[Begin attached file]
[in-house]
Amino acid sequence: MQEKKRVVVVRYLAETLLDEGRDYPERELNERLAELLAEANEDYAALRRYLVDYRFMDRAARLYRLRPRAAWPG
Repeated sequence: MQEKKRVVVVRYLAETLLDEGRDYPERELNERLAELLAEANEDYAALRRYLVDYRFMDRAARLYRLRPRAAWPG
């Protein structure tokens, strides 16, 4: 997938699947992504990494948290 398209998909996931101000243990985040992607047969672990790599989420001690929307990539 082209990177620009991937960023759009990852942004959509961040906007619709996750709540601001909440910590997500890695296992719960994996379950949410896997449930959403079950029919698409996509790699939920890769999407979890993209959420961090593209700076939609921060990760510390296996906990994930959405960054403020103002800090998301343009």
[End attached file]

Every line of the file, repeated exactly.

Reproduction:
[in-house]
Amino acid sequence: MQEKKRVVVVRYLAETLLDEGRDYPERELNERLAELLAEANEDYAALRRYLVDYRFMDRAARLYRLRPRAAWPG
Repeated sequence: MQEKKRVVVVRYLAETLLDEGRDYPERELNERLAELLAEANEDYAALRRYLVDYRFMDRAARLYRLRPRAAWPG
């Protein structure tokens, strides 16, 4: 997938699947992504990494948290 398209998909996931101000243990985040992607047969672990790599989420001690929307990539 082209990177620009991937960023759009990852942004959509961040906007619709996750709540601001909440910590997500890695296992719960994996379950949410896997449930959403079950029919698409996509790699939920890769999407979890993209959420961090593209700076939609921060990760510390296996906990994930959405960054403020103002800090998301343009």